On Tuesday, Parliament held the final vote on the new Digital Services Act (DSA) and Digital Markets Act (DMA), following a deal reached between Parliament and Council on 23 April and 24 March respectively. The two bills aim to address the societal and economic effects of the tech industry by setting clear standards for how they operate and provide services in the EU, in line with the EU’s fundamental rights and values.
The Digital Services Act was adopted with 539 votes in favour, 54 votes against and 30 abstentions. The Digital Markets Act – with 588 in favour, 11 votes against and 31 abstentions.
What is illegal offline, should be illegal online
The Digital Services Act (DSA) sets clear obligations for digital service providers, such as social media or marketplaces, to tackle the spread of illegal content, online disinformation and other societal risks. These requirements are proportionate to the size and risks platforms pose to society.
The new obligations include:
- New measures to counter illegal content online and obligations for platforms to react quickly.
- Strengthened traceability and checks on traders in online marketplaces .
- Increased transparency and accountability of platforms.
- Bans on misleading practices and certain types of targeted advertising.
MEPs to visit tech companies in Silicon Valley, US
A list of “do’s” and “don’ts” for gatekeepers
The Digital Markets Act (DMA) sets obligations for large online platforms acting as “gatekeepers” (platforms whose dominant online position make them hard for consumers to avoid) on the digital market to ensure a fairer business environment and more services for consumers.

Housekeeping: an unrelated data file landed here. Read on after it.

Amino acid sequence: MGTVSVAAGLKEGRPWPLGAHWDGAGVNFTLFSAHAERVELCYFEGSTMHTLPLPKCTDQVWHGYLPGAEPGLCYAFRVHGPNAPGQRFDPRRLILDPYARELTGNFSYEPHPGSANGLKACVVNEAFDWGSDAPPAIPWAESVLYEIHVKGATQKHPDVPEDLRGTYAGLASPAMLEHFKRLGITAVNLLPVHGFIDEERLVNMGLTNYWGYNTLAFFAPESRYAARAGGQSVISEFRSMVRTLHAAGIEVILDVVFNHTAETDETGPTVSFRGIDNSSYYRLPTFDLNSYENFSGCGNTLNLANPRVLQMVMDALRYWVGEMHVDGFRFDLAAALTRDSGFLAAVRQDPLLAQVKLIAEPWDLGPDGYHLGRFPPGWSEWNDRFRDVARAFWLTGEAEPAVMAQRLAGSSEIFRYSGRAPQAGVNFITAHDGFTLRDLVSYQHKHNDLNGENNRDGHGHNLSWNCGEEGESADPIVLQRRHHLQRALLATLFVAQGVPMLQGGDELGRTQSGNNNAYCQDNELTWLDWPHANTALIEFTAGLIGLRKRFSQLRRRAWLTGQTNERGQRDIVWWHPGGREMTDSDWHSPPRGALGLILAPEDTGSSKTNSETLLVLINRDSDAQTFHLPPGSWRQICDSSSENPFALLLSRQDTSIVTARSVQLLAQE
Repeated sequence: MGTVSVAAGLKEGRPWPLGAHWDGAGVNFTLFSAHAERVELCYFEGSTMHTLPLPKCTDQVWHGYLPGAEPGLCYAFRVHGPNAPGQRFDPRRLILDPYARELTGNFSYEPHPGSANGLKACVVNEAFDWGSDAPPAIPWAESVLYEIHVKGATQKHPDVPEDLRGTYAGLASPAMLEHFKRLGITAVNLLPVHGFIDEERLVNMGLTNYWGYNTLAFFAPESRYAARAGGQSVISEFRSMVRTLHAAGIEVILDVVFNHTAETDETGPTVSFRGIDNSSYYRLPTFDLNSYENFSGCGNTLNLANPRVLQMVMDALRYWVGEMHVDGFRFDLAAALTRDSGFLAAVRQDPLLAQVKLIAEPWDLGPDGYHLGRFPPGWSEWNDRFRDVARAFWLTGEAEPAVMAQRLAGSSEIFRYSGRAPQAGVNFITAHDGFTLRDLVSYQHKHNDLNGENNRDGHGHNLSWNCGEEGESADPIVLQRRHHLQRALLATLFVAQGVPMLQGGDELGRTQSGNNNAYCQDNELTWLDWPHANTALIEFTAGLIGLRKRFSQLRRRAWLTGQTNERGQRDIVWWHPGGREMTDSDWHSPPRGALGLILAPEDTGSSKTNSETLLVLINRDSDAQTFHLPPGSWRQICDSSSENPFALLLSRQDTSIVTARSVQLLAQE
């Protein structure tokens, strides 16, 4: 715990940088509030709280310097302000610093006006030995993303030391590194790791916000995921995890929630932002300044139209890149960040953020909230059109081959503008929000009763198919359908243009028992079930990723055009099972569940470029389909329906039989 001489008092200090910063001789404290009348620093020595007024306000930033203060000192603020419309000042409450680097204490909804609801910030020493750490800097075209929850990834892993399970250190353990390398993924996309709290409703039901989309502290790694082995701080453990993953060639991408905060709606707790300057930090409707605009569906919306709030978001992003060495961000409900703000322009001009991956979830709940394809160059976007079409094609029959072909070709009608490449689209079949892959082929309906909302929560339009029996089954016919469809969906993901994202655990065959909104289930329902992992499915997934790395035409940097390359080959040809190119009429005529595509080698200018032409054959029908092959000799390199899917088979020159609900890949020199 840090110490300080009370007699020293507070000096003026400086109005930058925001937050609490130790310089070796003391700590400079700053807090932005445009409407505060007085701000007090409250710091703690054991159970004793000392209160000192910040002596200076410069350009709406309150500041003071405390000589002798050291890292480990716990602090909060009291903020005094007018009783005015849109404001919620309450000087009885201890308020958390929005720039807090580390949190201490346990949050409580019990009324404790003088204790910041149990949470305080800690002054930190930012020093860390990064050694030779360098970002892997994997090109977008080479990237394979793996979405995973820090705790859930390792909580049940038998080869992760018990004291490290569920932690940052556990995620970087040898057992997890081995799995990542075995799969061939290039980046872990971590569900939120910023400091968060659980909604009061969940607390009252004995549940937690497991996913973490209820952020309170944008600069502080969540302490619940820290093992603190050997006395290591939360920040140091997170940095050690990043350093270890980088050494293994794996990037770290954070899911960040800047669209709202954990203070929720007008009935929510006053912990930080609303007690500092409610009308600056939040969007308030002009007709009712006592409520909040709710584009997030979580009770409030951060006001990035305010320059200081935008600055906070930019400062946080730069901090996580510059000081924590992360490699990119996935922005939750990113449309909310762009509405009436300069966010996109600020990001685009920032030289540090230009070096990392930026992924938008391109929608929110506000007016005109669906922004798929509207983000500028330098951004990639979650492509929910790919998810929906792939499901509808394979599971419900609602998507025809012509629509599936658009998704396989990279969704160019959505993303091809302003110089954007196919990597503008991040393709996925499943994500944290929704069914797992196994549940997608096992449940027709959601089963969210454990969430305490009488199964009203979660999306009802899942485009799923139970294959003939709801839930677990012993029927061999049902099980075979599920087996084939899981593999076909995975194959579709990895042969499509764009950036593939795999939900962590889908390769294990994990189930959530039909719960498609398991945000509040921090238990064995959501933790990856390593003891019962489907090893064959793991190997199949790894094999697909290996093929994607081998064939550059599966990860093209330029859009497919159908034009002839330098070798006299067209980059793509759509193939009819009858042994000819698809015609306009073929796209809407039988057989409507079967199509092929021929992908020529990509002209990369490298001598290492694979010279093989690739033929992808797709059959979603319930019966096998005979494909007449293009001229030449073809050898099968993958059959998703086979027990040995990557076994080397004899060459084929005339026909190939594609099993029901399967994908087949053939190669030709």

To prevent unfair business practices, those designated as gatekeepers will have to:
- Allow third parties to inter-operate with their own services.
- Allow business users to access the data they generate in the gatekeeper’s platform, to promote their own offers and conclude contracts with their customers outside the gatekeeper’s platforms.
Digital Services Act: Council and European Parliament reach deal
Gatekeepers can no longer:
- Rank their own services or products more favourably (self-preferencing) than other third parties on their platforms;
- Prevent users from easily un-installing any pre-loaded software or apps, or using third-party applications and app stores;
- Process users’ personal data for targeted advertising, unless consent is explicitly granted.
To ensure that the new rules on the DMA are properly implemented and in line with the dynamic digital sector, the Commission can carry out market investigations. If a gatekeeper does not comply with the rules, the Commission can impose fines of up to 10% of its total worldwide turnover in the preceding financial year, or up to 20% in case of repeated non-compliance.
More information: Press release – European Commission
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